Food retailers themselves can also benefit from an inflationary environment. We may buy a tin of beans today at a certain price, but the retailer only pays the supplier 60 days later at the old price. As consumers, we don’t know which goods are susceptible to inflation and retailers can use this to their advantage, sneaking through price rises across the board.

It is not merely a question of value versus growth, but also of valuations. “The irony now is that the cheapest sectors in the market — the ones investors have largely shunned — are the ones that are most positively exposed to yields going up — banks and the energy sector,” says Stephanie Butcher, manager of the Invesco Perpetual European Equity Income Fund.

She says her portfolio has been pushed to the value end of the market because these companies have de-rated so much over recent years. Equally, she believes the price being paid for companies such as Nestlé, Unilever and Anheuser-Busch Inbev, for example, leaves very little room for error.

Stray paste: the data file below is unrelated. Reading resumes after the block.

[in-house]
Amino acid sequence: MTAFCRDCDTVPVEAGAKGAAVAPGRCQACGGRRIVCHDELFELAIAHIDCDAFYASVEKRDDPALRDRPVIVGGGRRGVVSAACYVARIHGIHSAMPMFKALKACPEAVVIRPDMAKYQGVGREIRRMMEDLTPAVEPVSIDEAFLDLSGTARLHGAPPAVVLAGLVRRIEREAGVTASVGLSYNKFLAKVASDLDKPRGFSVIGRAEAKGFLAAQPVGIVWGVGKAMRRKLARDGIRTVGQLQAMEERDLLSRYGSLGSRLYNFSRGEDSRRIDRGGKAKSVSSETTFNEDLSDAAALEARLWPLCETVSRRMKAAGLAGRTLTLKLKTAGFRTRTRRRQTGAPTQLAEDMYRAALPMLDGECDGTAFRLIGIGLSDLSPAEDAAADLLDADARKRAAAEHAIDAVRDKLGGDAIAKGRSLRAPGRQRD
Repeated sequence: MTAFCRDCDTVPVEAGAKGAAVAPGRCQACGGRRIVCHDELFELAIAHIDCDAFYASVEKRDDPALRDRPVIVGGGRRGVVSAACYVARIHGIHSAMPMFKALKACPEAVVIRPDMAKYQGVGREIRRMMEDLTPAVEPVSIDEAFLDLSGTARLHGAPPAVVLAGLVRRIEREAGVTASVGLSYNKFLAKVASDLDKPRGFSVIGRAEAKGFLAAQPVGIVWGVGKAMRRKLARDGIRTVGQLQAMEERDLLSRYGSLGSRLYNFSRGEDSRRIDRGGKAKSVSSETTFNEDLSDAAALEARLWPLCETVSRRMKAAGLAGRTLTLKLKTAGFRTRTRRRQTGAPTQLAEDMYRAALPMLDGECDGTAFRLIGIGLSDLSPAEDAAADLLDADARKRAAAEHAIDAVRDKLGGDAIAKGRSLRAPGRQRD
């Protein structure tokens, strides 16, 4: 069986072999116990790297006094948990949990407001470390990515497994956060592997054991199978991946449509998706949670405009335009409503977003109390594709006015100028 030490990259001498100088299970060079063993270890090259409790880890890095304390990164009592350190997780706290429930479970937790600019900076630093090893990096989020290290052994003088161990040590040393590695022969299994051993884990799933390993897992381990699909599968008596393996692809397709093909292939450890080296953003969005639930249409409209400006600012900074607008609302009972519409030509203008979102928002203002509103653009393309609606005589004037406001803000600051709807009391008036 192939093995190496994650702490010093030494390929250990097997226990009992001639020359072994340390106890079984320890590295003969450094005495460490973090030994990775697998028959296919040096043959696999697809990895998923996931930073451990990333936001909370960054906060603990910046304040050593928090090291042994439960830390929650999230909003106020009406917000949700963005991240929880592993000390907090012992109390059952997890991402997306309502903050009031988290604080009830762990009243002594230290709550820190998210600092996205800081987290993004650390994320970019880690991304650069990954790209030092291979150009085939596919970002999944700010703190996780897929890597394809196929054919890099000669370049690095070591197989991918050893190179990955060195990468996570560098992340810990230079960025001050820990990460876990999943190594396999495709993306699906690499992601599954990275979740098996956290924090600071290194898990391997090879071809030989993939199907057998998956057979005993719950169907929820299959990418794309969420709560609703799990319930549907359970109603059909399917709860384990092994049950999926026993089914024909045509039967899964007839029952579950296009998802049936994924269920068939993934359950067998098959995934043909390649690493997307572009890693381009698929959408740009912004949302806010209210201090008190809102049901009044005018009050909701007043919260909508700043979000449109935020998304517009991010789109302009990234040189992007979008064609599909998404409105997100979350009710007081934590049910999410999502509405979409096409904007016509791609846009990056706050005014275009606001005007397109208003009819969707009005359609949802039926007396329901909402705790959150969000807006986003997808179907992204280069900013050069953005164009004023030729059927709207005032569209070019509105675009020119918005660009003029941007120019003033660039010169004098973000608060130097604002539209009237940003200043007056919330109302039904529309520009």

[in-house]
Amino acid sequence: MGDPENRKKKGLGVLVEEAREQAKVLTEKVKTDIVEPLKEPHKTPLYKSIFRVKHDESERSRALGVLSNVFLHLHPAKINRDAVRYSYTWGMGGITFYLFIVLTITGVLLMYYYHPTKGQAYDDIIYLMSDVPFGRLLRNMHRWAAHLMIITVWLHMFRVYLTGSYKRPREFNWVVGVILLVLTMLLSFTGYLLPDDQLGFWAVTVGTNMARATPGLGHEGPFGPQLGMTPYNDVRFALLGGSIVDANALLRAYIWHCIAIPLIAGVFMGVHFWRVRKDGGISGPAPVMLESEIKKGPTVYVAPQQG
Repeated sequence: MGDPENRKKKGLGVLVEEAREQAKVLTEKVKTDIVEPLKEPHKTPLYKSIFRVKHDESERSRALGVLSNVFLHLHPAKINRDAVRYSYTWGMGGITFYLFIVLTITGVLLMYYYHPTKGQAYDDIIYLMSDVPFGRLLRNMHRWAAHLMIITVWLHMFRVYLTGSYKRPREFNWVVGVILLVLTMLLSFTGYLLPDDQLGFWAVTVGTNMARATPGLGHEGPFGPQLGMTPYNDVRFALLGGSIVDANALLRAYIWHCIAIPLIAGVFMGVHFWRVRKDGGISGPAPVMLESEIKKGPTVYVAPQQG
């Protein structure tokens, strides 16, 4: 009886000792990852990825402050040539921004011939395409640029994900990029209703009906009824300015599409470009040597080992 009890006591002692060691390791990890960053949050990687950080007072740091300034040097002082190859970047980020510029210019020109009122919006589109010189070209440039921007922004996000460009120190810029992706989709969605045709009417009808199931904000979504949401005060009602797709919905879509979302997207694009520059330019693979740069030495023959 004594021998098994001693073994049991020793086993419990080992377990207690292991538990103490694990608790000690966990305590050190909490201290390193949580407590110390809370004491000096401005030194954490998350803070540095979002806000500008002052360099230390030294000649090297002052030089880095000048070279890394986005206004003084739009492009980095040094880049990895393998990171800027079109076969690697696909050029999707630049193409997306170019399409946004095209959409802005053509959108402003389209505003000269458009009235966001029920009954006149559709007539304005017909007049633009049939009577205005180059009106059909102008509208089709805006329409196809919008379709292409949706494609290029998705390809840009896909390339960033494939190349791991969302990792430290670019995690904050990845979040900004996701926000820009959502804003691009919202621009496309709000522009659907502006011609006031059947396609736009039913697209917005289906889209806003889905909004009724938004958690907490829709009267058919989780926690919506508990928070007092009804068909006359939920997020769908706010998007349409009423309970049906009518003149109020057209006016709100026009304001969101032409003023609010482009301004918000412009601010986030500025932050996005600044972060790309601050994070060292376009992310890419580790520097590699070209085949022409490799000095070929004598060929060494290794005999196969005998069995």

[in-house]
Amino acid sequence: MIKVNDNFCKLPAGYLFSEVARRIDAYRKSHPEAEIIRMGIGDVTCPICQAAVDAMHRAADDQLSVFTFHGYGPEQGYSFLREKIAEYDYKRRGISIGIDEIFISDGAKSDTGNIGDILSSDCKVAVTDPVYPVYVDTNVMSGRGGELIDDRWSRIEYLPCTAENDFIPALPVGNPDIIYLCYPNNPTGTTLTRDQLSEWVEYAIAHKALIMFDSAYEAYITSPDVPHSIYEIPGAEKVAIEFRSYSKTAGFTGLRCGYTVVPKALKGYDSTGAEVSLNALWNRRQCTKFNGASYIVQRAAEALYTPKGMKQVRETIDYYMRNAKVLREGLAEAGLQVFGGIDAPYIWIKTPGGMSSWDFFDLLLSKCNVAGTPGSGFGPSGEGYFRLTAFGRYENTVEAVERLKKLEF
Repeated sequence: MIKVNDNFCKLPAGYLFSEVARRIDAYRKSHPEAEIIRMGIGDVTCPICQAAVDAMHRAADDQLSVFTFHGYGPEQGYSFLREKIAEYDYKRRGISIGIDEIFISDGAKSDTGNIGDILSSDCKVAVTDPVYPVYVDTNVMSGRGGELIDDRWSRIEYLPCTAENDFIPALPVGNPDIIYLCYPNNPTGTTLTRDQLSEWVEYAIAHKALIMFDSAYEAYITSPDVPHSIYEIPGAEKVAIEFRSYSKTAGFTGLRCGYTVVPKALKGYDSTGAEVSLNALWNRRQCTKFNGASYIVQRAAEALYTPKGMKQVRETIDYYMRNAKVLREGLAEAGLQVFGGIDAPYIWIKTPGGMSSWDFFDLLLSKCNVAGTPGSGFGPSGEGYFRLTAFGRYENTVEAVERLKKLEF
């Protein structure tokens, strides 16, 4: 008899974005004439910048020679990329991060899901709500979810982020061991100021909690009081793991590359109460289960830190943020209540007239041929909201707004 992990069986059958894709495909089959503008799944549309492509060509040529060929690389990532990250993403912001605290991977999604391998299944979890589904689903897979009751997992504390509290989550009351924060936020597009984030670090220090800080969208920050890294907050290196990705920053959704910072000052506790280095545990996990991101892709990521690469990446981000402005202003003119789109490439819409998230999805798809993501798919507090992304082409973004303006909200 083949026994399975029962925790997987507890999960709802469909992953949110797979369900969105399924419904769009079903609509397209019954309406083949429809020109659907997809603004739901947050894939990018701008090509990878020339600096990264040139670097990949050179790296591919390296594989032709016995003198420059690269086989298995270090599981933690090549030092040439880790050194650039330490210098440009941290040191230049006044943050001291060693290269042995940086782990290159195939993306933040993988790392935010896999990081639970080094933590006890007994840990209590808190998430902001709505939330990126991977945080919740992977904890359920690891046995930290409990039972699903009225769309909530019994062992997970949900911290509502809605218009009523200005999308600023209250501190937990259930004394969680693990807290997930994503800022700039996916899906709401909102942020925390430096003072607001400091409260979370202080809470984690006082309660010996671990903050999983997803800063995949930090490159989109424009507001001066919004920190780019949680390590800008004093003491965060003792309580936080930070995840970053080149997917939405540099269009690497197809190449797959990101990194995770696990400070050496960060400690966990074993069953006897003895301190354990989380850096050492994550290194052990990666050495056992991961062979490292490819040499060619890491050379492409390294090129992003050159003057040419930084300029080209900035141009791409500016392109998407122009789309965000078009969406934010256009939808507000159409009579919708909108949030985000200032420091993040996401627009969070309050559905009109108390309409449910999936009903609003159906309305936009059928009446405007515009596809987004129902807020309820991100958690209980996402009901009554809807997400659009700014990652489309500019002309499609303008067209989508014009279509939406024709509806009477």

She holds a number of names in the energy sector such as Royal Dutch Shell, Total and Statoil and points out that there are structural factors supporting them: cost-cutting, reducing capital expenditure and focusing on return on capital. Dividends are no longer in question and they’re starting to talk about buybacks.

Banks such as ING Group, Caixa and Intesa have both structural and cyclical factors supporting them. On the structural side, the regulator has insisted that banks have more capital. They are less volatile and more transparent. Their capital positions are robust, the dividends are attractive and then there’s the cyclical kicker: rising interest rates.